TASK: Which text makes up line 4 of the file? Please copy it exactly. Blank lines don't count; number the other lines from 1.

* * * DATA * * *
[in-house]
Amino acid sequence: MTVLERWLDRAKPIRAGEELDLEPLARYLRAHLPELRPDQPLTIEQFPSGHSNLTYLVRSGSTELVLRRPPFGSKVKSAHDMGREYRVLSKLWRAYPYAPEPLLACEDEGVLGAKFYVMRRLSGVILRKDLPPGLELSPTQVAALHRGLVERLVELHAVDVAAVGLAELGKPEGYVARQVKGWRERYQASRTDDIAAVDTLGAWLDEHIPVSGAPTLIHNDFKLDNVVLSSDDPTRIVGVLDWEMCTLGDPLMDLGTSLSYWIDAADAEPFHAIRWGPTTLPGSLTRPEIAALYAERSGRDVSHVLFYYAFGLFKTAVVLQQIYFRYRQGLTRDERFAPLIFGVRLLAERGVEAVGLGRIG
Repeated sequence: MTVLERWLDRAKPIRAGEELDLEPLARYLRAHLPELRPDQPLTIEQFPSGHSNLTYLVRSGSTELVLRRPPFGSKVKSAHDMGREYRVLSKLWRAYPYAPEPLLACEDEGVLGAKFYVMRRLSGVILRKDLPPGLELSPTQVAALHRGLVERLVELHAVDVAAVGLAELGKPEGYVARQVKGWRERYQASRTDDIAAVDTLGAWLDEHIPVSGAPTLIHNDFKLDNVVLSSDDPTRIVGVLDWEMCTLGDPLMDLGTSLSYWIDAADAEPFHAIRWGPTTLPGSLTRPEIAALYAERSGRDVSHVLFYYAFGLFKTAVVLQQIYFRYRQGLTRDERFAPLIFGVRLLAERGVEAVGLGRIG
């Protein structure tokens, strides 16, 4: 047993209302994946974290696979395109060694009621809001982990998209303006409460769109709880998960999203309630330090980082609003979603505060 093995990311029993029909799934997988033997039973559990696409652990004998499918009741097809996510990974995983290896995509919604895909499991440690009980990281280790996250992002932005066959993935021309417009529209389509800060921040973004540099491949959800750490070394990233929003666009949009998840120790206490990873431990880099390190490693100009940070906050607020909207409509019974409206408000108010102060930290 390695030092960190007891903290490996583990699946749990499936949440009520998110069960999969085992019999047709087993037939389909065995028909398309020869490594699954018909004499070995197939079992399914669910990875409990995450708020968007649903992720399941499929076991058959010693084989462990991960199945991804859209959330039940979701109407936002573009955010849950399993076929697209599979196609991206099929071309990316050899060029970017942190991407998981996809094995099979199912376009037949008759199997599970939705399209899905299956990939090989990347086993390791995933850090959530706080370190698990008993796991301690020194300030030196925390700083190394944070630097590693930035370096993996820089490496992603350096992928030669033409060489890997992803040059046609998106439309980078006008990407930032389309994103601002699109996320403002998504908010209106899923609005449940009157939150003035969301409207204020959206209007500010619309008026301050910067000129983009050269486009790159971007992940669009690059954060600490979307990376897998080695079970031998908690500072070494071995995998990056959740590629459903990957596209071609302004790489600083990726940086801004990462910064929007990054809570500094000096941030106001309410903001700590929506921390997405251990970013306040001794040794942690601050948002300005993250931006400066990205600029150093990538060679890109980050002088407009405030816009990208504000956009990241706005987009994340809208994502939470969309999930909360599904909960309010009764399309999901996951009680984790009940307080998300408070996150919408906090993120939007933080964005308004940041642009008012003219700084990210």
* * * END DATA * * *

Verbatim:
């Protein structure tokens, strides 16, 4: 047993209302994946974290696979395109060694009621809001982990998209303006409460769109709880998960999203309630330090980082609003979603505060 093995990311029993029909799934997988033997039973559990696409652990004998499918009741097809996510990974995983290896995509919604895909499991440690009980990281280790996250992002932005066959993935021309417009529209389509800060921040973004540099491949959800750490070394990233929003666009949009998840120790206490990873431990880099390190490693100009940070906050607020909207409509019974409206408000108010102060930290 390695030092960190007891903290490996583990699946749990499936949440009520998110069960999969085992019999047709087993037939389909065995028909398309020869490594699954018909004499070995197939079992399914669910990875409990995450708020968007649903992720399941499929076991058959010693084989462990991960199945991804859209959330039940979701109407936002573009955010849950399993076929697209599979196609991206099929071309990316050899060029970017942190991407998981996809094995099979199912376009037949008759199997599970939705399209899905299956990939090989990347086993390791995933850090959530706080370190698990008993796991301690020194300030030196925390700083190394944070630097590693930035370096993996820089490496992603350096992928030669033409060489890997992803040059046609998106439309980078006008990407930032389309994103601002699109996320403002998504908010209106899923609005449940009157939150003035969301409207204020959206209007500010619309008026301050910067000129983009050269486009790159971007992940669009690059954060600490979307990376897998080695079970031998908690500072070494071995995998990056959740590629459903990957596209071609302004790489600083990726940086801004990462910064929007990054809570500094000096941030106001309410903001700590929506921390997405251990970013306040001794040794942690601050948002300005993250931006400066990205600029150093990538060679890109980050002088407009405030816009990208504000956009990241706005987009994340809208994502939470969309999930909360599904909960309010009764399309999901996951009680984790009940307080998300408070996150919408906090993120939007933080964005308004940041642009008012003219700084990210």